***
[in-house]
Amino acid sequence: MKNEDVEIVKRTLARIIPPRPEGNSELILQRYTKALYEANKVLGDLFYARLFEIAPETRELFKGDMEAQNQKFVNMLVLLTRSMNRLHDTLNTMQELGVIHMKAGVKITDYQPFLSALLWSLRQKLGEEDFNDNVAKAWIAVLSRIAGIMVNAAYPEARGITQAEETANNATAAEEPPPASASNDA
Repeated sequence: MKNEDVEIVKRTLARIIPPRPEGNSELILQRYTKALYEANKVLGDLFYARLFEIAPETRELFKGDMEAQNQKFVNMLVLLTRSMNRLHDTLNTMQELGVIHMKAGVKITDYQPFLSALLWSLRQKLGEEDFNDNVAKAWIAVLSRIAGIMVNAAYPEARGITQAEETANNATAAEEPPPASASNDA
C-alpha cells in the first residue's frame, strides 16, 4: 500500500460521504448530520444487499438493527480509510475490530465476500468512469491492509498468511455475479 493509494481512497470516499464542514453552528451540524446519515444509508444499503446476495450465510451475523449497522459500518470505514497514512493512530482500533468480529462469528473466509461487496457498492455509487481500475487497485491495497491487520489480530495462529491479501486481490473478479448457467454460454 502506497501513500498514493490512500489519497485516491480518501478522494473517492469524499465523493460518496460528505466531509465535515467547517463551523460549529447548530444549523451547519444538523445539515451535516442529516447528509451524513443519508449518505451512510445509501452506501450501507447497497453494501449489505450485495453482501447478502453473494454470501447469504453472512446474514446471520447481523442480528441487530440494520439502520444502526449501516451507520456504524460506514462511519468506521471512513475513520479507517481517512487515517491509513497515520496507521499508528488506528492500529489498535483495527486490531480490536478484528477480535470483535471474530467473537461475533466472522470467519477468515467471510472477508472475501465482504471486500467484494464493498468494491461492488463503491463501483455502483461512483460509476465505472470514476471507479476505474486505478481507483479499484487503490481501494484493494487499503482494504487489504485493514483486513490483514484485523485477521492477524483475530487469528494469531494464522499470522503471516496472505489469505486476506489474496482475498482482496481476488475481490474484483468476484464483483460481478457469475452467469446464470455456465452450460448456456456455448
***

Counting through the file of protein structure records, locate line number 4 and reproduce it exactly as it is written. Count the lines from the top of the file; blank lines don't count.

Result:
C-alpha cells in the first residue's frame, strides 16, 4: 500500500460521504448530520444487499438493527480509510475490530465476500468512469491492509498468511455475479 493509494481512497470516499464542514453552528451540524446519515444509508444499503446476495450465510451475523449497522459500518470505514497514512493512530482500533468480529462469528473466509461487496457498492455509487481500475487497485491495497491487520489480530495462529491479501486481490473478479448457467454460454 502506497501513500498514493490512500489519497485516491480518501478522494473517492469524499465523493460518496460528505466531509465535515467547517463551523460549529447548530444549523451547519444538523445539515451535516442529516447528509451524513443519508449518505451512510445509501452506501450501507447497497453494501449489505450485495453482501447478502453473494454470501447469504453472512446474514446471520447481523442480528441487530440494520439502520444502526449501516451507520456504524460506514462511519468506521471512513475513520479507517481517512487515517491509513497515520496507521499508528488506528492500529489498535483495527486490531480490536478484528477480535470483535471474530467473537461475533466472522470467519477468515467471510472477508472475501465482504471486500467484494464493498468494491461492488463503491463501483455502483461512483460509476465505472470514476471507479476505474486505478481507483479499484487503490481501494484493494487499503482494504487489504485493514483486513490483514484485523485477521492477524483475530487469528494469531494464522499470522503471516496472505489469505486476506489474496482475498482482496481476488475481490474484483468476484464483483460481478457469475452467469446464470455456465452450460448456456456455448